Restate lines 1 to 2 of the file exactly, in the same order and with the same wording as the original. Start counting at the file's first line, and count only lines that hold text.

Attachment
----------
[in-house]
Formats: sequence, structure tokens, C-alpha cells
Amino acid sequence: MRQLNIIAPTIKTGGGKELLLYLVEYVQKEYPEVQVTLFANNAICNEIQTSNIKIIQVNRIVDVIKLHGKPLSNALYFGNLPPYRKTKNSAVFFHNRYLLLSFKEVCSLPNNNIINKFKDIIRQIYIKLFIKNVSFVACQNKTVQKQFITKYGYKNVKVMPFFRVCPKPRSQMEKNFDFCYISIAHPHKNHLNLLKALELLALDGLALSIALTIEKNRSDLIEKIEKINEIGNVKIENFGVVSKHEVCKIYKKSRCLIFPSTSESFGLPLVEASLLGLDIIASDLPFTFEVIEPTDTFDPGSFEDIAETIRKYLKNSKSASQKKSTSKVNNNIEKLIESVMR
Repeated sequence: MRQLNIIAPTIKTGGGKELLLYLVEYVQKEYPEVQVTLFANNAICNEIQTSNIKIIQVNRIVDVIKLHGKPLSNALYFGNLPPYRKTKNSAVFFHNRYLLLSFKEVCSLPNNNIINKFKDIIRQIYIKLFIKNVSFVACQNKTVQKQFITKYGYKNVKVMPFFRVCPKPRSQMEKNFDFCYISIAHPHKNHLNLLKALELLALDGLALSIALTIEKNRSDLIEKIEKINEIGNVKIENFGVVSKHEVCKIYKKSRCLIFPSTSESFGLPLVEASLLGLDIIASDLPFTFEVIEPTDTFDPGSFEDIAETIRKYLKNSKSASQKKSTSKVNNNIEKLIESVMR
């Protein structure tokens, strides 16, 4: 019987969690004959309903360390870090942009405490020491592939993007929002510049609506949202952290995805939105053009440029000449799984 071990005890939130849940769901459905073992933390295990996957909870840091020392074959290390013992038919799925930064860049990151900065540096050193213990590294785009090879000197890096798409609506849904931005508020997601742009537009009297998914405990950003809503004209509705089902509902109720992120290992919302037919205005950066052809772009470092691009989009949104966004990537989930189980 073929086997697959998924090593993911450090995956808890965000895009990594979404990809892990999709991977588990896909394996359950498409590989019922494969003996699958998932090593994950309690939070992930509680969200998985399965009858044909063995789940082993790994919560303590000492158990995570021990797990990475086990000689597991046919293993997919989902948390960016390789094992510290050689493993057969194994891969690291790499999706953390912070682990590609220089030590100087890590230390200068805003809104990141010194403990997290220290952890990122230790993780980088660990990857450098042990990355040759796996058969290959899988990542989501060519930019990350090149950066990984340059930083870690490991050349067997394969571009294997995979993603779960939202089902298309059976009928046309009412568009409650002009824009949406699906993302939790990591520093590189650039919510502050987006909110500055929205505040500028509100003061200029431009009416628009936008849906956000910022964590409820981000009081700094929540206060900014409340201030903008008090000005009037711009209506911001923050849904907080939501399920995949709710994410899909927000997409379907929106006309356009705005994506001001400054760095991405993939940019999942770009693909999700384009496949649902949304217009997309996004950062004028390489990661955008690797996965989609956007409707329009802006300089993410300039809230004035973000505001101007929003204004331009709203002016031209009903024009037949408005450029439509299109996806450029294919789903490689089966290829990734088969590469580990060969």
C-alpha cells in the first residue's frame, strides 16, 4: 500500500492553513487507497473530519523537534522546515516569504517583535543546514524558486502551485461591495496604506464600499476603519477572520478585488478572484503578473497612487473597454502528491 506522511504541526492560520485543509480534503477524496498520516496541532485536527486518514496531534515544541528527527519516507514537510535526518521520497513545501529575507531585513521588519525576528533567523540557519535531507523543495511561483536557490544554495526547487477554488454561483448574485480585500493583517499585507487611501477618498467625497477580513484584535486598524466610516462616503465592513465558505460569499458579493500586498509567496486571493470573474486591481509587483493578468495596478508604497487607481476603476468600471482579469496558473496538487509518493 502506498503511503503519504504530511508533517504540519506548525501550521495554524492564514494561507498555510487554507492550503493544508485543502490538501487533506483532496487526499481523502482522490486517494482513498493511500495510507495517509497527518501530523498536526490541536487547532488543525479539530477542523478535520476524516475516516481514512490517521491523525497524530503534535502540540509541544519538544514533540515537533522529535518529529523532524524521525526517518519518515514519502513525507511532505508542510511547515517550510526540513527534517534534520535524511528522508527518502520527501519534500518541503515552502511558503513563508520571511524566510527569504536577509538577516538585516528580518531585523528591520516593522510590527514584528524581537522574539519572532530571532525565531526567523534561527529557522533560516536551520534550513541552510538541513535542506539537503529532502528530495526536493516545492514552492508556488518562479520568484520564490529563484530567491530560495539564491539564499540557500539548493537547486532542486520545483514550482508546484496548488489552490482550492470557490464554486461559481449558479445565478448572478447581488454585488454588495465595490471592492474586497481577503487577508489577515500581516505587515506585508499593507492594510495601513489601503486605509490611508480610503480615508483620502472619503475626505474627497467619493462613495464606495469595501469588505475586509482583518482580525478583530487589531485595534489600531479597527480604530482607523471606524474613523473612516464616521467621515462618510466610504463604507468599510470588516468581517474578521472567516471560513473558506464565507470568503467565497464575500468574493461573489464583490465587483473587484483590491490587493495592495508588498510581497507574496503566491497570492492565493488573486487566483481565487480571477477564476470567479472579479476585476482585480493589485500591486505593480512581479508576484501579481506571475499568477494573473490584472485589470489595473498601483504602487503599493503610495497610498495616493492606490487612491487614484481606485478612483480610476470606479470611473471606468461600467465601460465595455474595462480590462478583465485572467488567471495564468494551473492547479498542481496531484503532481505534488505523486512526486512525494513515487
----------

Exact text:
[in-house]
Formats: sequence, structure tokens, C-alpha cells